Yesterday morning I asked my son if he wanted to go to the zoo. His matter of fact response just about floored me:
“I want to go to Barnes and Noble.”
As a writer and lover of books, it literally warmed my heart that a four year old boy would willingly trade a wide open zoo teeming with monkeys and tigers for an enclosed space filled with a bunch of literature. After the momentary shock of his words wore off, I realized my son is much more similar to me than I had previously known.
When I gaze back upon my childhood (who knew it was that long ago?), there are certain memories that tower above others: bedtime stories with my grandma, the excitement of the annual Scholastic book fair (“Which books do I choose?”), summers spent at the library, rocking through Pizza Hut’s Book It club, and diving into the latest Hardy Boys or Choose Your Own Adventure stories. Without these stalwart memories, I surely wouldn’t be the man I am today.
As a father of two incredible kids, it’s always a joy to load them into the car and take a short drive to one of the great bookstores around town. Whether we’re just browsing for the latest Star Wars novel, scanning the shelves for something unknown/rare, or simply immersing ourselves in the musty smell of uncountable pages, a trip to the bookstore is always a worthwhile treat. I’m sure one of the reasons Barnes and Noble was on my son’s mind yesterday was because we had visited the store the previous two days in a row. Yes, I find bookstores to be that important.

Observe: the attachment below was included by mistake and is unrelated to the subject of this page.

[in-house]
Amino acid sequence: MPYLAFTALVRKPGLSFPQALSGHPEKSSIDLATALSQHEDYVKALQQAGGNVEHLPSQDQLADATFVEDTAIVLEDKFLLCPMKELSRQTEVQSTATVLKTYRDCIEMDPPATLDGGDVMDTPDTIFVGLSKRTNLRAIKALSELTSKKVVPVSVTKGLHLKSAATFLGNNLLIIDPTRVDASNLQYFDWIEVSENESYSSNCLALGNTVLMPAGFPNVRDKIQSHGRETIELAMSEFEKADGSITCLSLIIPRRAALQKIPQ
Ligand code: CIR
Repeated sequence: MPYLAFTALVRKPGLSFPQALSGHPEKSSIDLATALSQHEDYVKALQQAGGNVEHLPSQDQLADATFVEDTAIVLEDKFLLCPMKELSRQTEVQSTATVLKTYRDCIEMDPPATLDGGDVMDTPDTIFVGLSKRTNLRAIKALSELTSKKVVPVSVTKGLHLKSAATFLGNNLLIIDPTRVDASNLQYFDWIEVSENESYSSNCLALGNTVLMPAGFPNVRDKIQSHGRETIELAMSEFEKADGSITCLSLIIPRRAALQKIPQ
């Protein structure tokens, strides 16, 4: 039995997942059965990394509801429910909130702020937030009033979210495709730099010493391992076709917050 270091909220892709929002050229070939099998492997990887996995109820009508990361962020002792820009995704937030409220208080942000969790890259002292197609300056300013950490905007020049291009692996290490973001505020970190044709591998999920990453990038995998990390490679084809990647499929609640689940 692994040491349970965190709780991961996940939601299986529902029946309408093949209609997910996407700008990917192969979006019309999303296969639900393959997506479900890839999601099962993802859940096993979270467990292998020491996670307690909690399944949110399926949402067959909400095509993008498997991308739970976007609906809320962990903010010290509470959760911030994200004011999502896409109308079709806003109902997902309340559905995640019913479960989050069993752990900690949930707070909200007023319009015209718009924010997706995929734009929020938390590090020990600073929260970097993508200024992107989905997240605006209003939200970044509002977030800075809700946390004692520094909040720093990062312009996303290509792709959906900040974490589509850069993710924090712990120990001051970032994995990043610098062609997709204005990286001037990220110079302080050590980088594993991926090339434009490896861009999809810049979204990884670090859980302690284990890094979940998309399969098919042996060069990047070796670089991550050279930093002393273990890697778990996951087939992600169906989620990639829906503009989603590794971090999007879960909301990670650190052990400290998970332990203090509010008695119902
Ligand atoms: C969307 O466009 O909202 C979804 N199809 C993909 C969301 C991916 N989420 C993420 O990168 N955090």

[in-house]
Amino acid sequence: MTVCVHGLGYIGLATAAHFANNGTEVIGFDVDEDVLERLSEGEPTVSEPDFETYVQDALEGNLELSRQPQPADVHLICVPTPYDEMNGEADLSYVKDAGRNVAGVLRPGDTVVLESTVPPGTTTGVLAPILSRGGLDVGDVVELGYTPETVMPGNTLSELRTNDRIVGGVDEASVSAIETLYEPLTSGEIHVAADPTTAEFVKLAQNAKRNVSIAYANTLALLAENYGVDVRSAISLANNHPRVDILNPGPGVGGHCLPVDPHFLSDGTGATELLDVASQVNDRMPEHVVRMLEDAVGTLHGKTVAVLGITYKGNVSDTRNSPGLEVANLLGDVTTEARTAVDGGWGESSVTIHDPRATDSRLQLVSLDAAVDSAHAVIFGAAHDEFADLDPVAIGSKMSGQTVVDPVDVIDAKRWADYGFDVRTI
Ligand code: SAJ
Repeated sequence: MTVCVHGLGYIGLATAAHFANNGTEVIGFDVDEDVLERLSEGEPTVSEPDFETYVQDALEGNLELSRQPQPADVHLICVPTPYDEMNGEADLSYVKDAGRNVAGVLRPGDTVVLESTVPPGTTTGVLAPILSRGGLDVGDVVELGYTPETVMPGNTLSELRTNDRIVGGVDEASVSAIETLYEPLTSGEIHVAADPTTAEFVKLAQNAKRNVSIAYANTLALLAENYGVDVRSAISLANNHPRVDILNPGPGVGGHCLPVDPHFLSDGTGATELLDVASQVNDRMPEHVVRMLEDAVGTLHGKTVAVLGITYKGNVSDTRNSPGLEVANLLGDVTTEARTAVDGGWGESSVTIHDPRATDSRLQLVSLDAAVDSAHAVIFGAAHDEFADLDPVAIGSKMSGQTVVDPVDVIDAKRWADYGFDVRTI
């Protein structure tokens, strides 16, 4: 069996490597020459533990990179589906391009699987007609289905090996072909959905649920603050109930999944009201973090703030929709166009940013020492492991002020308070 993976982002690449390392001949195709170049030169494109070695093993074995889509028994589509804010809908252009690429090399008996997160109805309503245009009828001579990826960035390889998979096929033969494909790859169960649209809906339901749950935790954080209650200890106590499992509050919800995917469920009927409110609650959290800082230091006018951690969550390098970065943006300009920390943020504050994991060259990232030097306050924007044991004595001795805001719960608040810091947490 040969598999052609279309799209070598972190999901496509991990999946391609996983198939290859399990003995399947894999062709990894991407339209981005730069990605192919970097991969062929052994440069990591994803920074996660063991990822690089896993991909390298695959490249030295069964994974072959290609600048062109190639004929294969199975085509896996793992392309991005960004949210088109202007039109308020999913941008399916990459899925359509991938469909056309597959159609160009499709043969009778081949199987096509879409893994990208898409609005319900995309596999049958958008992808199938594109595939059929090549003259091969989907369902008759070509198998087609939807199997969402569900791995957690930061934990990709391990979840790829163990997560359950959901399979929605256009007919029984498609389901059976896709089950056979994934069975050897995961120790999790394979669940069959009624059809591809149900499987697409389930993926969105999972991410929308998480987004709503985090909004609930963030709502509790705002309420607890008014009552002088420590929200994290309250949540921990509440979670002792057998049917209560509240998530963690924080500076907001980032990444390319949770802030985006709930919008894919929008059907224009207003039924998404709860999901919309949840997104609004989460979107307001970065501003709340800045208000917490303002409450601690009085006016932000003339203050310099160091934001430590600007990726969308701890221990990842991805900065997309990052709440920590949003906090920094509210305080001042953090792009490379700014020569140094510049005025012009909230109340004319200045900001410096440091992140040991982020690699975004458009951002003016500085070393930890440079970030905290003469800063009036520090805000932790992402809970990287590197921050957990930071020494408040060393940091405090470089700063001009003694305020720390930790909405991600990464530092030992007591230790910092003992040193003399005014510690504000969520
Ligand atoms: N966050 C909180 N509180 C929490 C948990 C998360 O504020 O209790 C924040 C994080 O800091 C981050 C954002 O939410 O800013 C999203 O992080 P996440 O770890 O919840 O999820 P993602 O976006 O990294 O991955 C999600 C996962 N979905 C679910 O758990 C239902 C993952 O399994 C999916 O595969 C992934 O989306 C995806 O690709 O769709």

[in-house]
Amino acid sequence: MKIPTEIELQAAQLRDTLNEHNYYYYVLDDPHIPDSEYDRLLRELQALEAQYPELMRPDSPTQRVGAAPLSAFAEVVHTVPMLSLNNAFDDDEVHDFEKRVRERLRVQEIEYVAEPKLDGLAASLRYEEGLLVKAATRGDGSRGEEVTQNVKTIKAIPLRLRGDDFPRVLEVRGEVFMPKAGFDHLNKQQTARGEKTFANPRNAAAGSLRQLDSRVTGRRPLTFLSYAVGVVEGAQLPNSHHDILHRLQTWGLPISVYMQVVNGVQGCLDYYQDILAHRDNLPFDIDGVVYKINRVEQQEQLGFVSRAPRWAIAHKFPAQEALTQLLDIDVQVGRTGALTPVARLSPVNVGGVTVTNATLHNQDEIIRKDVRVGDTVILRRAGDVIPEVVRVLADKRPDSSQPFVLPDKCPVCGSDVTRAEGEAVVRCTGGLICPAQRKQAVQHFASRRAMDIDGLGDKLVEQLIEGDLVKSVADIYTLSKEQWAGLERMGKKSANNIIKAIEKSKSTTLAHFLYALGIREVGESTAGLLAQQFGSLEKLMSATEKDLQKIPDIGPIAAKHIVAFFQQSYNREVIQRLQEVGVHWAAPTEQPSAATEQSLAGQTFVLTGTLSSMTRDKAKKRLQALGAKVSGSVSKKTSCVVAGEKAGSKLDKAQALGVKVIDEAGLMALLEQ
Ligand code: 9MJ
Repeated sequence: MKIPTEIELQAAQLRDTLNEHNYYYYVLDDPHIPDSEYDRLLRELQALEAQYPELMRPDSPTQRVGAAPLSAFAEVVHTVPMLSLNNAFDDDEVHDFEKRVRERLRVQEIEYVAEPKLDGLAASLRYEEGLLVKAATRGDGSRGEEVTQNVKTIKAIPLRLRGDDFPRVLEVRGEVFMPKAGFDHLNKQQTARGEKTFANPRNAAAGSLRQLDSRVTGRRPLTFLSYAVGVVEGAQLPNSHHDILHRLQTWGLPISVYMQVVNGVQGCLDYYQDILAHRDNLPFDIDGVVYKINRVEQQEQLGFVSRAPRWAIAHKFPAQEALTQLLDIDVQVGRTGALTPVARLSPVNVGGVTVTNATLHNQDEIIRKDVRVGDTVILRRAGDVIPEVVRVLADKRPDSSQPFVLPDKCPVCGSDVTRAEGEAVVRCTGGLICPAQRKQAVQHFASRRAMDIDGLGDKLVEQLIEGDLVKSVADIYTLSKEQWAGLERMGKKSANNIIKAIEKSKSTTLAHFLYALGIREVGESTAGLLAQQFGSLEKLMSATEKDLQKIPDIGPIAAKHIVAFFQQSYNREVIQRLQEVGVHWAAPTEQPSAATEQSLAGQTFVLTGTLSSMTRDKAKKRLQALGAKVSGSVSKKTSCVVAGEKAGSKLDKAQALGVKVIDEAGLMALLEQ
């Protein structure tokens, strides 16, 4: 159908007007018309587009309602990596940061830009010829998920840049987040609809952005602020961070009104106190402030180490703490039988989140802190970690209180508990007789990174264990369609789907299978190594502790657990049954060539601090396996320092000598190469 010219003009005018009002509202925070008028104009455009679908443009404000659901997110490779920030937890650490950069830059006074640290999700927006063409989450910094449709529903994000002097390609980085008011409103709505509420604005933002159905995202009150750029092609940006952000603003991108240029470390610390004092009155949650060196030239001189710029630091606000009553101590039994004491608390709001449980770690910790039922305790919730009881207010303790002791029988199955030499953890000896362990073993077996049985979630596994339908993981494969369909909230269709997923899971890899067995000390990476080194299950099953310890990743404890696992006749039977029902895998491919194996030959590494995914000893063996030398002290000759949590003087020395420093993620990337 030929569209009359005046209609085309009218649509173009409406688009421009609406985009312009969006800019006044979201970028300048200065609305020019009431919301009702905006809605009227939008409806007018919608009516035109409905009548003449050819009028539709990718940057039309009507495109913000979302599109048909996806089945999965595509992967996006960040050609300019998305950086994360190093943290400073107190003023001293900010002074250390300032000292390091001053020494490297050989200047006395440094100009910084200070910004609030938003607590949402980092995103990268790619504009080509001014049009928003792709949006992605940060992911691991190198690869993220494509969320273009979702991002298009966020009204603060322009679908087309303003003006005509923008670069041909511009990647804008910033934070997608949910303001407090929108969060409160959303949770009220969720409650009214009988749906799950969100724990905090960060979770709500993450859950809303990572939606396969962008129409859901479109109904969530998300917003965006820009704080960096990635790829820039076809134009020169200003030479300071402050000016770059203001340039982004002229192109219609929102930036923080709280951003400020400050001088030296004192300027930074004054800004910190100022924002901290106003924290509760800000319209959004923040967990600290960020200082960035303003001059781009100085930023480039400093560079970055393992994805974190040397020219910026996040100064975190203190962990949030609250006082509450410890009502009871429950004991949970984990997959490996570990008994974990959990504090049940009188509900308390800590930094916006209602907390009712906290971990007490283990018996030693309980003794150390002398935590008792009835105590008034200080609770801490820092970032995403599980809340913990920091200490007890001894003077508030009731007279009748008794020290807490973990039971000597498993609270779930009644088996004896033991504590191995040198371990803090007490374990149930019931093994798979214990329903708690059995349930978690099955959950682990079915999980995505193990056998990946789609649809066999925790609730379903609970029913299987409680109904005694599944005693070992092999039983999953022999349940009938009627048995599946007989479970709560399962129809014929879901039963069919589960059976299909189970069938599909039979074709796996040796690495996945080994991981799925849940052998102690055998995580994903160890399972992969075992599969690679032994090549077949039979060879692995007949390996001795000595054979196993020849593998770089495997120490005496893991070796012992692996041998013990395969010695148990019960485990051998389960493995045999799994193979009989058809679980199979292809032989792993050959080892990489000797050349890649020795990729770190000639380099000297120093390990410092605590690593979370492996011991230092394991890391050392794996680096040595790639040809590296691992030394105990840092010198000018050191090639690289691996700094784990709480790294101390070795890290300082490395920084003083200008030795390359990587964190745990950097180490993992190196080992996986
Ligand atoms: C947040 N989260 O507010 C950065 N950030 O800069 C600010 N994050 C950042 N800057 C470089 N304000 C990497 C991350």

Today I am an adult. Hardy Boys and choosing my own adventure aren’t as thrilling as they were twenty-five years ago. All these years later, though, I realize my love for literature sprung from the help of two parents who saw the importance of putting books into the hands of their three impressionable kids. And not just any books, mind you, but fictional stories filled with talking animals, nonsensical action, and outer space worlds that simply don’t exist. While there are loads of parents (trust me, I know them) who would claim such parental decisions are detrimental to a child, I personally couldn’t imagine raising my children without the discovery and wonder of a new book around each corner.
I will likely take my kids to the zoo at some point this week. We’ll have loads of fun and learn something new about the incredible world around us. Then we’ll pick up a book, get lost in a wonderland, and learn just as much about life as we fall into the pages of make believe, fantasy, and an appreciation for the words written all around us.